ExPlay Game Jam 2012

I had a great weekend at the Science Museum’s Dana Centre in London, attending the ExPlay 24-hour Game Jam. Let’s get the bad stuff out of the way quickly; we weren’t allowed to stay there overnight. Ok, done. Moving onto the good stuff…

It was a really nice space to work in, and having all the other teams really close to each other made it much easier for me, as I was doing what I usually do at game jams; offering sound and music services to as many teams as possible!

At 7pm we got our theme: “Deception“. What made this jam unlike any other I’ve been to is that on Friday night a load of scientist consultants from various disciplines were present to discuss the theme and it’s potential applications in games. You could really see the effect of this on the subsequent designs, with some people taking the approach of basing their games on psychological experiments, or within a biological setting (one game was set in a kind of “bloodstream”).

I ended up working with eight different teams out of the ten that submitted in London. I can’t remember the names of all of the games, but here’s a quick summary of what they did:

The Art of Deceit: A game where the player had to make decisions to help spies deceive their enemies to carry out missions. Brilliant art style. Backing track:

Escape from Nashville: To escape from prison, you need to trade drugs with other jailbirds so they let you pass. You usually have the wrong ones, so you need to trick them with drugs that either mimic the effect, or stop them from caring. Great concept, and nicely made; it put me in mind of a really threatening version of the old Mind Maze quiz game. Setting the scene:

Nick’s morphing game: I forget the name, but you had to command units to acquire good packages, but sometimes they morphed into booby traps as your approached, so you had to be careful. Retro music to match retro visuals:

Steven’s Ninja game: Can’t remember the name, but this was a funky and well-made idea, where you controlled a ninja being attacked by other ninjas. The enemies were invisible unless they were throwing shurikens, so you had to go stealth to trick them into being vulnerable. He somehow set up a phone as a control pad for the computer; very cool. Some vaguely ninja-ish music to accompany:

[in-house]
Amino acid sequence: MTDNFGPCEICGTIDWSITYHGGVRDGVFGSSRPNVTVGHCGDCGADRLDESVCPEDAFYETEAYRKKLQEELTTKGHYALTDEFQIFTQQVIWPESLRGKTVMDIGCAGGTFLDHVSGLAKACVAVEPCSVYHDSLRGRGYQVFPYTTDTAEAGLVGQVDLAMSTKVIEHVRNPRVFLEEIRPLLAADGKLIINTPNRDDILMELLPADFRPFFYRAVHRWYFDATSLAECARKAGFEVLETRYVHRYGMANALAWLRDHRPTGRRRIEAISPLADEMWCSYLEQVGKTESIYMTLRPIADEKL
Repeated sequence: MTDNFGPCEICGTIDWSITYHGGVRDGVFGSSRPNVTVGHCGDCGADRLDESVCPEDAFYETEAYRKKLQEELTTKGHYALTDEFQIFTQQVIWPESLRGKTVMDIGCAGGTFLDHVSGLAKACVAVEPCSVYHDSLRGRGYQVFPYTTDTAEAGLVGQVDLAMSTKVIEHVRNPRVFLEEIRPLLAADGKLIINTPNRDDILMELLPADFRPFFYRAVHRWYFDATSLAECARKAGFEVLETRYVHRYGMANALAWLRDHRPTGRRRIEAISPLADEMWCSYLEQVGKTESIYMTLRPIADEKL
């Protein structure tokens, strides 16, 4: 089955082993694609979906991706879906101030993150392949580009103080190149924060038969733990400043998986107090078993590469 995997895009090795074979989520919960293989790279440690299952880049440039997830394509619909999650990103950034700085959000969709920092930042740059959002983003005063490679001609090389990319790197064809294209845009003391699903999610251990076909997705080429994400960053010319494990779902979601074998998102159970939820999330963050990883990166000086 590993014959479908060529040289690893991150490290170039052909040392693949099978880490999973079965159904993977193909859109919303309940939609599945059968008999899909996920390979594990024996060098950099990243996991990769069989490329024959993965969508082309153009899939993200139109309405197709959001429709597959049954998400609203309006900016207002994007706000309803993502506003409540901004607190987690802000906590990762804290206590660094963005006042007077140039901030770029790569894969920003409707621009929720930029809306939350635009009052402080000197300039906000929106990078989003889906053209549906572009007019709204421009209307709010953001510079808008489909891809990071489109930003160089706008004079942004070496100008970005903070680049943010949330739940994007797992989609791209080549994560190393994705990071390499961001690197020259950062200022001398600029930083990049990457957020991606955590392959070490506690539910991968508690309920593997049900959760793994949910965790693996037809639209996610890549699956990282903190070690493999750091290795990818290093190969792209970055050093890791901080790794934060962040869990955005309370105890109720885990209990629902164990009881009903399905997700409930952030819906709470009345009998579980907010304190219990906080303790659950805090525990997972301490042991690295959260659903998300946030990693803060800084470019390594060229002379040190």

Murari and co’s running game: This was a autoscrolling platformer which is difficult to describe; you needed to avoid obstacles with your dude and his reflection, with fake obstacles thrown in to deceive you. Difficult and very addictive. Here’s a demo of the music (the little stabs were coded to appear with obstacles, this is just an example):

Carl and friend’s shadow game: I forget the name of this game, and the other team member, but this was a game where you had to guess the shadows that certain shapes would cast. The music would loop, then go to a more tense version, then finish with a countdown style drum fill when the timer ran out:

Ben, Robin and Gorm’s virus game: This one looked very cool; you controlled little drifting triangles, which could squish together to form a square. You had to avoid viruses, which would only attack either squares or triangles, so you had to switch shapes at in the right places to survive. No music for this one, just background rumbling.

Alex, Pedros and Tudor’s strategy game: A great concept; you manipulate a flocking AI population into mining iron for you by implanting deceit into their society e.g. making them want food, then providing food so they like you and will mine for you. I love AI swarming games, and would love to see this one go further! I did do music, but it was a very simple drum beat, and not interesting enough to upload.

The two games I didn’t work on were interesting too, one where you had to verbally convince Mario to jump gaps for you (you actually had to yell at the computer to do this), and another in which you had to ignore all the instructions given to you by the game to get through the levels; it was great watching one of our hosts play through this one on the projector, with the crowd shouting vague advice like on the Crystal Maze. Great entertainment!

They also gave us free beer. This was fantastic.

It was a pleasure to work with such a creative and friendly group of people, and I hope to work with many of them again! I’d like to finish by thanking the hosts and organiser; the Science Museum, the ExPlay foundation, the Wellcome Trust and Pervasive Media Studios. This was a great event, and I hope to attend again! I now eagerly await the ExPlay festival in Bath in November!


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